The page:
Prius tops 2010 EPA fuel economy rankings
Love ‘em or hate ‘em, hybrids have gone mainstream.
Nine of the top 10 vehicles in government’s fuel economy rankings for the 2010 model year are hybrids. And they come from six different automakers and carry nine different nameplates.
“There’s now a hybrid for everyone,” the government said in releasing the latest findings. “It’s not either a (Toyota) Prius or a (Honda) Insight anymore.”
The Prius hybrid was once again the leader, with fuel economy of 51 miles per gallon in city driving and 48 mpg on the highway, according to the Environmental Protection Agency’s testing methodology. Other vehicles in the top 10 include the Ford Fusion hybrid and its Mercury Milan twin, the Civic and Insight hybrids from Honda and the Nissan Altima.
(To see the full top 10, as well as lists of the most fuel-efficient vehicles by category and the 10 biggest gas-guzzlers, check out this PDF: Download Highest Fuel Economy Models by Vehicle Class.)
The only non-hybrid at the top of the list was the tiny Smart For Two from Daimler, which clocked in at 33 mpg city/41 highway.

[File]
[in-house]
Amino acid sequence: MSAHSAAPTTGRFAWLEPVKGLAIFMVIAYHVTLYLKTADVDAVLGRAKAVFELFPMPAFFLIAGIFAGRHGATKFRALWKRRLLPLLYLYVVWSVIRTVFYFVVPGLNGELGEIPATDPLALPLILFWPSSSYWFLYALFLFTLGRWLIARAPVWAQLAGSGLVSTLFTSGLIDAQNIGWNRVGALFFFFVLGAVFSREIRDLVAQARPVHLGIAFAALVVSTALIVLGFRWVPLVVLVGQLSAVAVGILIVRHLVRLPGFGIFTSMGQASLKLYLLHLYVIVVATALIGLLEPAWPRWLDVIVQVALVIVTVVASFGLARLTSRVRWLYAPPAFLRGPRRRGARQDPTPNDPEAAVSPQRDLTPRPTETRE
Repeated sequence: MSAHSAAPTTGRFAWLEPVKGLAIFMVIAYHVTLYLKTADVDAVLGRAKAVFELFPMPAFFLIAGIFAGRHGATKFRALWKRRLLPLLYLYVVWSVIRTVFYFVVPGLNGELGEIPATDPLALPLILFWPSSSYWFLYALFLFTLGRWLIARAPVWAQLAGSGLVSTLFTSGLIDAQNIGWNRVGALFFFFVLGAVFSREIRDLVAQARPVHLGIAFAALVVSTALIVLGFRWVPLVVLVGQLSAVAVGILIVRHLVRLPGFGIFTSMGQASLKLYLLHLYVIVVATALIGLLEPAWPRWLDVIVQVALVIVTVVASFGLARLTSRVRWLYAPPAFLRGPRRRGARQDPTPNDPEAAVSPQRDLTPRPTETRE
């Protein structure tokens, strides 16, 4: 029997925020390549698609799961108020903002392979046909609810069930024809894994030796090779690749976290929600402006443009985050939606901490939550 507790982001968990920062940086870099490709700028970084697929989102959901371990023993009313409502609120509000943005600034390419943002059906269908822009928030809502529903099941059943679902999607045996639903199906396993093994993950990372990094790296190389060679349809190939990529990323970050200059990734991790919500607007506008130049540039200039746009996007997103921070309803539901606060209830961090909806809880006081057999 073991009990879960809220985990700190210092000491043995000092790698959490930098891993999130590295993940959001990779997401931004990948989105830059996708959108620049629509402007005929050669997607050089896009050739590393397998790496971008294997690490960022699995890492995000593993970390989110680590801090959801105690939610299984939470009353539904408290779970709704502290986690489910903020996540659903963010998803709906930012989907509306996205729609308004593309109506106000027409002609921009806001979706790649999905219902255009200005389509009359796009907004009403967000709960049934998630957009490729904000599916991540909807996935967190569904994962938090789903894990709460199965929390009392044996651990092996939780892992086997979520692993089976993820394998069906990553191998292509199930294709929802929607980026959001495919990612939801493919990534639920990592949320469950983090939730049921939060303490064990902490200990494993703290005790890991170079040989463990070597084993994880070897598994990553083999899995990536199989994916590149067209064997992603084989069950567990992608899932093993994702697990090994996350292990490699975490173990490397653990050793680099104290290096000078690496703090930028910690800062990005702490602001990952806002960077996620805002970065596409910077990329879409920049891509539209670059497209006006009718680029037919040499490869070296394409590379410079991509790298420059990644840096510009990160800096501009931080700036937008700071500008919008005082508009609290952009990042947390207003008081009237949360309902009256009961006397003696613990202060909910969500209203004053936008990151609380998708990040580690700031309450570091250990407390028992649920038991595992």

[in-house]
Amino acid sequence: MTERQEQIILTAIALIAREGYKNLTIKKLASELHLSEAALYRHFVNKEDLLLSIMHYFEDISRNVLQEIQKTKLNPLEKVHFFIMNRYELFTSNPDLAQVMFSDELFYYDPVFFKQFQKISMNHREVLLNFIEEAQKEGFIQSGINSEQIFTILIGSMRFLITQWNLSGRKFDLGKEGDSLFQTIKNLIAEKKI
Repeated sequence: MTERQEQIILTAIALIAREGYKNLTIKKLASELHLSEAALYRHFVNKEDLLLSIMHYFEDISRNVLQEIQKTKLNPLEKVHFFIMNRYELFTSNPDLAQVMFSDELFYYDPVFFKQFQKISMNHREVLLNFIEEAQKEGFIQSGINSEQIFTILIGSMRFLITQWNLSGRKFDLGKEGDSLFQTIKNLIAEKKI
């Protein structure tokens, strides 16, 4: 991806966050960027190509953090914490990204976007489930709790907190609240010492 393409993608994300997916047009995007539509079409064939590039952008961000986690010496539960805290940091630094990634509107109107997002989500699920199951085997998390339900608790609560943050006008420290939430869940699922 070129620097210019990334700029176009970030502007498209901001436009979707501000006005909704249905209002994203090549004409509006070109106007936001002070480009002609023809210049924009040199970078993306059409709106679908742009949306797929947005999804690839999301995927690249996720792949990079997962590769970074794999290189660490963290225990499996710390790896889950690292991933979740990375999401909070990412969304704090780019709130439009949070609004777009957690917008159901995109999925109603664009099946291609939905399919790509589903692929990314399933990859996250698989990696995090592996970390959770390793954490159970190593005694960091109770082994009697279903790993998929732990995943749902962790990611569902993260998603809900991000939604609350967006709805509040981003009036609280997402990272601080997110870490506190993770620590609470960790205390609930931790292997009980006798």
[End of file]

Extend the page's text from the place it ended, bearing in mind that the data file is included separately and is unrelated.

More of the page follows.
One car you won’t find on the list is the Tesla Roadster — or any of the electric cars now silently plying the nation’s roads in growing numbers. The EPA is still trying to figure out how to measure fuel economy and greenhouse gas emissions in electric cars and plug-in hybrids in a way that will provide meaningful comparisons with traditional gasoline- and diesel-powered cars.
The bottom of the rankings were populated by expensive gas-burners from Ferrari, Mercedes-Benz, Bentley and the like — cars whose owners presumably can pay the extra cost at the pump without blinking.
The award for worst fuel economy goes to the Lamborghini Murcielago, which has a base MSRP of $392,400 and burns 34.3 barrels of oil a year, or $4,230 worth of gas, according to the EPA. The Prius, which carries a base sticker of $22,000, burns 6.9 barrels of oil annually, or $774 worth of gas.
To check out your vehicle’s fuel economy stats and compare them with other makes and models, go to fueleconomy.gov.
-- Martin Zimmerman
Photo: 2010 Ford Fusion hybrid
Photo credit: Ford Motor Co.